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Strengthening the justice system to better protect domestic and family violence victim survivors

The Lismore App

14 May 2024, 12:37 AM

Strengthening the justice system to better protect domestic and family violence victim survivors

The NSW Government will introduce significant legal reforms that will make it more difficult for those accused of serious domestic violence offences to get bail. 


The reforms include:

Reversing the presumption of bail for serious domestic violence offences, by expanding the category of “show cause” offences. This will require alleged offenders to demonstrate why they should be out in the community. This test will now apply to the following offences:

  • serious domestic violence offences committed by intimate partners, including sexual assault, strangulation with intent to commit another offence and kidnapping, with a maximum penalty of 14 or more years jail; and
  • coercive control, which will be a criminal offence from 1 July 2024.



Requiring electronic monitoring of people charged with serious domestic violence who are on bail. This means that this cohort is either held in remand or electronically monitored.


Expanding the categories of offences for which bail decisions can be ‘stayed’, that is the accused person remains in custody while prosecutors challenge their release in the Supreme Court. This will act as an additional safeguard to prevent the release of dangerous domestic violence offenders.


For all other domestic violence related offences, requiring bail decision-makers to consider, where relevant:

  • domestic abuse risk factors, including ‘red flags’ such as behaviour that is physically abusive or violent; behaviour that is sexually abusive, coercive or violent; behaviour that is stalking; behaviour that causes death or injury to an animal; behaviour that is verbally abusive; behaviour that is intimidation.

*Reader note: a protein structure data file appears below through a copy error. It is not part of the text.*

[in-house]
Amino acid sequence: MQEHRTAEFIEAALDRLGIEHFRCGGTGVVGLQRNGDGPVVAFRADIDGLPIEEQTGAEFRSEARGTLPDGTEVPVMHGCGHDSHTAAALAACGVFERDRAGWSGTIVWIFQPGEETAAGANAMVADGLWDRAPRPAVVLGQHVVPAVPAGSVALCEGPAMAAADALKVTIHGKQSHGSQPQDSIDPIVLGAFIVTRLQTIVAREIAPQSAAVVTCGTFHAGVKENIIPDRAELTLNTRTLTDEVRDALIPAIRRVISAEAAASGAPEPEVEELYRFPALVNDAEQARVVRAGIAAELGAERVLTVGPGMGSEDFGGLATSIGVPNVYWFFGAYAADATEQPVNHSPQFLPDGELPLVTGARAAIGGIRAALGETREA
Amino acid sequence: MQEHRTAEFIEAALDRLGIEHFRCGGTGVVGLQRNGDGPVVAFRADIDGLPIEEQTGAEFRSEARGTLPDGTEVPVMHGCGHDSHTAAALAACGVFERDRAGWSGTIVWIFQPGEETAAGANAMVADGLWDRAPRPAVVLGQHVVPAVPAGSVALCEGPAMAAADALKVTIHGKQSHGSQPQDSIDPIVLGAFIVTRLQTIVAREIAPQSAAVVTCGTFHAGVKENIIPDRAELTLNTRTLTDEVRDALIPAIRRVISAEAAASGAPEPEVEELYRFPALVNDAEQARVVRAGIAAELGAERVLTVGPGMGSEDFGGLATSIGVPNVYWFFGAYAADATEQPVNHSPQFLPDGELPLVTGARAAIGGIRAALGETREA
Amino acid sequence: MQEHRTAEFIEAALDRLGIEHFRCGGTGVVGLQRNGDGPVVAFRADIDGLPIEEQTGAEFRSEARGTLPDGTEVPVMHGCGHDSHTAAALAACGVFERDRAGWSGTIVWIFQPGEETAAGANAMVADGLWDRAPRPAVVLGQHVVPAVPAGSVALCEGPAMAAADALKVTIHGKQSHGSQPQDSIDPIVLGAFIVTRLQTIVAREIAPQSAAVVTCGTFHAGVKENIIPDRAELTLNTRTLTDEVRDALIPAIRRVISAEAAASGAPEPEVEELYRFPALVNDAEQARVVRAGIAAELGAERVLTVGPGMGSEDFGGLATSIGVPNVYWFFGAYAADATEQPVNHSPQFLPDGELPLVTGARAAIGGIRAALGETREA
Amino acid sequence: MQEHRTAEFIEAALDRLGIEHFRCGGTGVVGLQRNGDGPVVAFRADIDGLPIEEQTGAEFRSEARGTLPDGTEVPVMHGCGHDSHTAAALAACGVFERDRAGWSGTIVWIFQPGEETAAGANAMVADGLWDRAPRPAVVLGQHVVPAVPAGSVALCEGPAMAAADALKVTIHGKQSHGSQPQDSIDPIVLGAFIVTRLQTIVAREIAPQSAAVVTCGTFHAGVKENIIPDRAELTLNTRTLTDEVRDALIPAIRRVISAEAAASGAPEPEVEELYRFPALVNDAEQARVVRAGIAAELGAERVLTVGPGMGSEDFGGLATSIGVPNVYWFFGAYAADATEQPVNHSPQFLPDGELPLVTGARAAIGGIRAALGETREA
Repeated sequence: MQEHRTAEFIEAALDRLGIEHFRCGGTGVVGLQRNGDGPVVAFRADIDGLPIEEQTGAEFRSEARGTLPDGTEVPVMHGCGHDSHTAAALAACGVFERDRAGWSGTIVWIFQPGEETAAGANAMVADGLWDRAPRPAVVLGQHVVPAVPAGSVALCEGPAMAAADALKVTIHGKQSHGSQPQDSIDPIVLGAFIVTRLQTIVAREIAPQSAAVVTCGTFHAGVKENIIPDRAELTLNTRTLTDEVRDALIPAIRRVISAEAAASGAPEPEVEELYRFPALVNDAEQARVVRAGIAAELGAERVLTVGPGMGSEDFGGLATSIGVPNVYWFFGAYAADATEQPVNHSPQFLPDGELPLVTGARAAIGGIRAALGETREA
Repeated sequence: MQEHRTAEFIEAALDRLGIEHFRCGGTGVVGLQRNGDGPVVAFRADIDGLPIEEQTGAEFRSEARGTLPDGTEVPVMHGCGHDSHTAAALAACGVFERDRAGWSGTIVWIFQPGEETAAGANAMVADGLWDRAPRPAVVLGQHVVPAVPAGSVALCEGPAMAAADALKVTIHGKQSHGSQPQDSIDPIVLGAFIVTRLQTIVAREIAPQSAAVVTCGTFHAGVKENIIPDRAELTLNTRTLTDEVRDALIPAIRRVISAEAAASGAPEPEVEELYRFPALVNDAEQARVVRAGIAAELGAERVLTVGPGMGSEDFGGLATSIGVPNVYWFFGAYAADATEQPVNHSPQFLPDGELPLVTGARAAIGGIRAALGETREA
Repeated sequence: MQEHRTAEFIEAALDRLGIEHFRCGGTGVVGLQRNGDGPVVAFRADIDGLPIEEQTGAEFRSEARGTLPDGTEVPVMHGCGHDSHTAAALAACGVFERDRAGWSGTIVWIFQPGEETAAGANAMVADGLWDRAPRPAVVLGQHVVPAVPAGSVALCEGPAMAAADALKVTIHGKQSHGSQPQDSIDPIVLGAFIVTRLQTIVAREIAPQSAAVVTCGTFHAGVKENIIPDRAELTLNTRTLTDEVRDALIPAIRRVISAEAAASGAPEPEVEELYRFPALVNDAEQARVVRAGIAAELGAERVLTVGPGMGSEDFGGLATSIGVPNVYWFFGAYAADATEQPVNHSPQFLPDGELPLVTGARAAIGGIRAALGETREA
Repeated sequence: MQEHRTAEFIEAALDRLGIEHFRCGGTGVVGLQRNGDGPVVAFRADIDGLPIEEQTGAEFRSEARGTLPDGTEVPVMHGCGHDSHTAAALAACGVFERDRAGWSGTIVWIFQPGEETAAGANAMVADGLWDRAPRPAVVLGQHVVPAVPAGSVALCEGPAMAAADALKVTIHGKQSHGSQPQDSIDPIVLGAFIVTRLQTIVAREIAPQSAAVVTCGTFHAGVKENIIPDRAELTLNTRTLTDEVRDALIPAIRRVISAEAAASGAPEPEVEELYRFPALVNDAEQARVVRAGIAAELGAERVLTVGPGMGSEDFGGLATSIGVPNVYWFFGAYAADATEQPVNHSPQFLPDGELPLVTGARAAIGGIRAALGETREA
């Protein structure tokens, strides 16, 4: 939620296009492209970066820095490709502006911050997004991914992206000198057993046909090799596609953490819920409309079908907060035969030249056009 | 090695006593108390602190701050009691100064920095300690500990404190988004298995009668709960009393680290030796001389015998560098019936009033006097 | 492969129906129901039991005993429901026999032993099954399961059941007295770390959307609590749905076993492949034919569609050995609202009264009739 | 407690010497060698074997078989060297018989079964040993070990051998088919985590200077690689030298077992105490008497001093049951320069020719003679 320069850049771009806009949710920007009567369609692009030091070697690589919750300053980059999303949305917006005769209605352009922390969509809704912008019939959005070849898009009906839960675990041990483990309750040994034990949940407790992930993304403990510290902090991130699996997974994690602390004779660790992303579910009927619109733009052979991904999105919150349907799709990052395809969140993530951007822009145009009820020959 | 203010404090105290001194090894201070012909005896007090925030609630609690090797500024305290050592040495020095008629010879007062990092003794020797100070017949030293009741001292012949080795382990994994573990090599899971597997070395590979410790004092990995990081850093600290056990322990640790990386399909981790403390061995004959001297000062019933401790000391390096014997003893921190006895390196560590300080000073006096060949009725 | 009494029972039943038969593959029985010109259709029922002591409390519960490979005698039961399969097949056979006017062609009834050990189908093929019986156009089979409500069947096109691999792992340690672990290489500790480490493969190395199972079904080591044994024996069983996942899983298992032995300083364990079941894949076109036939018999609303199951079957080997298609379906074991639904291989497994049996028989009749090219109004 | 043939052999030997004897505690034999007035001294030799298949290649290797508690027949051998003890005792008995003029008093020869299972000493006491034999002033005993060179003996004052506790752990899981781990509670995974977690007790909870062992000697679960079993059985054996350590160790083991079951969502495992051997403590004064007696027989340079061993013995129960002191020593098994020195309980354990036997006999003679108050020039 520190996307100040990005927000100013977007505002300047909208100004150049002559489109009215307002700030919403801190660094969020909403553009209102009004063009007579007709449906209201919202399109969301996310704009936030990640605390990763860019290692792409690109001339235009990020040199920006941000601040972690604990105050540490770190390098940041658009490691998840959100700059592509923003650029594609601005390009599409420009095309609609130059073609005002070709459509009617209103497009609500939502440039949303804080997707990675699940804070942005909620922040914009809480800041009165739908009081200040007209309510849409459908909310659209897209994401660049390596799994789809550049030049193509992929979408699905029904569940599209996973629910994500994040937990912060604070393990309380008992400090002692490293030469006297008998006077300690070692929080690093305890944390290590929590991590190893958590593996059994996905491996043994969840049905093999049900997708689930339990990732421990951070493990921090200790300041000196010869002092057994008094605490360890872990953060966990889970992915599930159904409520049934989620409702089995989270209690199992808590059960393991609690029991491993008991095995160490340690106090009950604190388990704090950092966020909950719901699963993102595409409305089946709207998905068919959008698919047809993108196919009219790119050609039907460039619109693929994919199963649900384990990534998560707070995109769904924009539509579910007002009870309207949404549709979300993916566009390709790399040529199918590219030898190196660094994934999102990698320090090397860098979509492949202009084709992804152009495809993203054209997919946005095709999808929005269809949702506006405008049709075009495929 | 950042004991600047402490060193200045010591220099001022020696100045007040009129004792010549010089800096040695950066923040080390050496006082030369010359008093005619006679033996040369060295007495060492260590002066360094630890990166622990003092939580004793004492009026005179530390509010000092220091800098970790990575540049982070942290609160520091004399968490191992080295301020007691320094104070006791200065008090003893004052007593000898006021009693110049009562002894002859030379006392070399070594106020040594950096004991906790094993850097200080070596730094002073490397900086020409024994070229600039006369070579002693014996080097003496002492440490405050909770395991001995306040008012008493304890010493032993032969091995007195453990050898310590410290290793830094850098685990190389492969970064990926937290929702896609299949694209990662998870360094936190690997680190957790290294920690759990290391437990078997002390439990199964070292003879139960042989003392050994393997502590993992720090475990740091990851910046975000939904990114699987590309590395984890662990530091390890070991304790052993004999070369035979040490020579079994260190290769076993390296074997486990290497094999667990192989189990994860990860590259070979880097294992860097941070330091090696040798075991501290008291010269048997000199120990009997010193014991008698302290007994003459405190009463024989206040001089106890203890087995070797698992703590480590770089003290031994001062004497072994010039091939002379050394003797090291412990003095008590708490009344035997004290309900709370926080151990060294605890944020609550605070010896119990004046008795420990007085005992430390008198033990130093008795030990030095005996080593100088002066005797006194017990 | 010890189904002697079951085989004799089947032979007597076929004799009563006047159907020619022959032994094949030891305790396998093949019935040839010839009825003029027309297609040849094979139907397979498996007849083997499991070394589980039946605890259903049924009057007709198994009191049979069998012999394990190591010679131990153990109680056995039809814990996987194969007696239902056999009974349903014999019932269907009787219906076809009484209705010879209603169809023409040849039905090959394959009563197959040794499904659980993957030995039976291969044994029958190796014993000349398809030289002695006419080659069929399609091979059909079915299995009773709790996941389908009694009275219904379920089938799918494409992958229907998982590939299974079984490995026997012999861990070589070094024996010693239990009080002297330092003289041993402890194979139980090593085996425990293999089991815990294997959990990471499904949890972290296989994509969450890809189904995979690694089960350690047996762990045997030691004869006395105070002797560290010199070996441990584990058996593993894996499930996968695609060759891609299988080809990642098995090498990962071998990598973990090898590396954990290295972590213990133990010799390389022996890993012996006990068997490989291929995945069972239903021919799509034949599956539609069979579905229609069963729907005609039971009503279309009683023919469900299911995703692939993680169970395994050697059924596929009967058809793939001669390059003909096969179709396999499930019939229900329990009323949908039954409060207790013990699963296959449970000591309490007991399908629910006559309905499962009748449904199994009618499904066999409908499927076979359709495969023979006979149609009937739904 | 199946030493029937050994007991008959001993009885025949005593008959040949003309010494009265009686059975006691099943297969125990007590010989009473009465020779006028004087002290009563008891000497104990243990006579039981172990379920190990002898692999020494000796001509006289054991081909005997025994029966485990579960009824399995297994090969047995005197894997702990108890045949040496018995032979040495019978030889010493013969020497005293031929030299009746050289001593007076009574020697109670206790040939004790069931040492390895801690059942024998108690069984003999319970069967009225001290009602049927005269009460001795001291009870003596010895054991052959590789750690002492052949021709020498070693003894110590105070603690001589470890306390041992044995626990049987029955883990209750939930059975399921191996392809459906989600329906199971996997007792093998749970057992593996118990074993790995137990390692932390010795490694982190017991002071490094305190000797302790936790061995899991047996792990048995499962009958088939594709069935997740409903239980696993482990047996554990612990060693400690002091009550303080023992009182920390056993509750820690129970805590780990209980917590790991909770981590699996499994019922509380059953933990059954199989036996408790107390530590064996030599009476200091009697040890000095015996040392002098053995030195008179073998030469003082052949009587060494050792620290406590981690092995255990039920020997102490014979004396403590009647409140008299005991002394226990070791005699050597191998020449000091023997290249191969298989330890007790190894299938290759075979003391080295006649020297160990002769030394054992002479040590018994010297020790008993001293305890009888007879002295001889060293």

• the views of victims and their family members, where possible, about safety concerns for all domestic violence offences. 



Changes to make it easier to prosecute perpetrators who use tracking and surveillance devices as a tactic to maintain control over their victim.


Changes to weekend bail courts across NSW, to ensure bail decisions are made by magistrates (for example, using audio visual links) with consultation on the design and rollout of the scheme.


These legislative reforms come after the NSW Government announced a $230 million package to improve the response to domestic and family violence through primary prevention, early intervention and crisis response measures. 



In addition, NSW signed up with the Commonwealth Government in a share of $1 billion in new federal funding for emergency accommodation for people fleeing domestic violence, to be included in the upcoming Federal budget.


Premier Chris Minns said, “These new reforms will make it more difficult for alleged domestic violence offenders to get bail.


“These are long overdue, targeted and will help keep women and children safer.”


Attorney General Michael Daley said, “Today, we are sending a clear message: that the safety of victims is the paramount consideration of the justice system.


“We will continue to consult legal and sector stakeholders to strengthen the law, to better support the safety of women and children.”



Minister for the Prevention of Domestic Violence and Sexual Assault Jodie Harrison said, “This reform complements the $230 million package the NSW Government announced last week to improve NSW domestic violence prevention and support.


“We consulted with stakeholders as we developed this package to strengthen bail laws.”

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